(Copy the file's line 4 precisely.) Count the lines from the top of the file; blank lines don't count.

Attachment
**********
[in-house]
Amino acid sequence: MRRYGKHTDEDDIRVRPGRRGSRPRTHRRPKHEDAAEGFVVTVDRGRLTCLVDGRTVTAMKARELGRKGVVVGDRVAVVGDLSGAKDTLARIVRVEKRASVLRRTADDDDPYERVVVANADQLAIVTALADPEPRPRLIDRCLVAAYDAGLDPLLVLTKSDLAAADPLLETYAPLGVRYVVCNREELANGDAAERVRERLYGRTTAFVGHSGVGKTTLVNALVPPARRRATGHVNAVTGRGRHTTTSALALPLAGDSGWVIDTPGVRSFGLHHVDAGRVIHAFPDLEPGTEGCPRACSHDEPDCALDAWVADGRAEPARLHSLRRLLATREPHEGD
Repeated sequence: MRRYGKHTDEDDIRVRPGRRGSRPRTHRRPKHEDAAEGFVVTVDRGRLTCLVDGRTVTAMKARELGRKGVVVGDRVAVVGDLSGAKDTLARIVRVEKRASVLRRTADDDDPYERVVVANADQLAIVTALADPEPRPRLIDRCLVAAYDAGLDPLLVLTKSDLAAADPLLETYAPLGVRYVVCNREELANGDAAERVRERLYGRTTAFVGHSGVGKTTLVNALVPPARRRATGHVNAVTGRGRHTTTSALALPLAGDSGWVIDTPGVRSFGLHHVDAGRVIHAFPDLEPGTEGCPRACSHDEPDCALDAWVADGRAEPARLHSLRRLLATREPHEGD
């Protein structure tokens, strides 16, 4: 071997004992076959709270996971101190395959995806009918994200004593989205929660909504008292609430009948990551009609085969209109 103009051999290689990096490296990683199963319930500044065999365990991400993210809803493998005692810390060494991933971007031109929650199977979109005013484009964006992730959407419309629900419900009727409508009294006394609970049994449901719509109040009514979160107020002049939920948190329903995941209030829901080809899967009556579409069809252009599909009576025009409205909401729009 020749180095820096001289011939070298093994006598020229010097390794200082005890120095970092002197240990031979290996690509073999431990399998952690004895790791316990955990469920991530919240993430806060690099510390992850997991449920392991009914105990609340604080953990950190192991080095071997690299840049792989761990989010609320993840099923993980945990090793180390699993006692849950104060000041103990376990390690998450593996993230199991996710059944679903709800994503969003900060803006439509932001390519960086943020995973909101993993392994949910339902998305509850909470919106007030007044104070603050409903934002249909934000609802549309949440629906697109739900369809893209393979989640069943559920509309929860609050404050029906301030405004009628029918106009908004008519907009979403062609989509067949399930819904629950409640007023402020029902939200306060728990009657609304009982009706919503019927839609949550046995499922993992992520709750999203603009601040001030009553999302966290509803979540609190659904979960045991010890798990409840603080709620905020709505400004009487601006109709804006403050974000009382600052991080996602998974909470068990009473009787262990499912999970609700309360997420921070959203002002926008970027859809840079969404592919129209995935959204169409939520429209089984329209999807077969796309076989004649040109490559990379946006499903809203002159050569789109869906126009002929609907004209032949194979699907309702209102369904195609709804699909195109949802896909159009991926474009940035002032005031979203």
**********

């Protein structure tokens, strides 16, 4: 071997004992076959709270996971101190395959995806009918994200004593989205929660909504008292609430009948990551009609085969209109 103009051999290689990096490296990683199963319930500044065999365990991400993210809803493998005692810390060494991933971007031109929650199977979109005013484009964006992730959407419309629900419900009727409508009294006394609970049994449901719509109040009514979160107020002049939920948190329903995941209030829901080809899967009556579409069809252009599909009576025009409205909401729009 020749180095820096001289011939070298093994006598020229010097390794200082005890120095970092002197240990031979290996690509073999431990399998952690004895790791316990955990469920991530919240993430806060690099510390992850997991449920392991009914105990609340604080953990950190192991080095071997690299840049792989761990989010609320993840099923993980945990090793180390699993006692849950104060000041103990376990390690998450593996993230199991996710059944679903709800994503969003900060803006439509932001390519960086943020995973909101993993392994949910339902998305509850909470919106007030007044104070603050409903934002249909934000609802549309949440629906697109739900369809893209393979989640069943559920509309929860609050404050029906301030405004009628029918106009908004008519907009979403062609989509067949399930819904629950409640007023402020029902939200306060728990009657609304009982009706919503019927839609949550046995499922993992992520709750999203603009601040001030009553999302966290509803979540609190659904979960045991010890798990409840603080709620905020709505400004009487601006109709804006403050974000009382600052991080996602998974909470068990009473009787262990499912999970609700309360997420921070959203002002926008970027859809840079969404592919129209995935959204169409939520429209089984329209999807077969796309076989004649040109490559990379946006499903809203002159050569789109869906126009002929609907004209032949194979699907309702209102369904195609709804699909195109949802896909159009991926474009940035002032005031979203």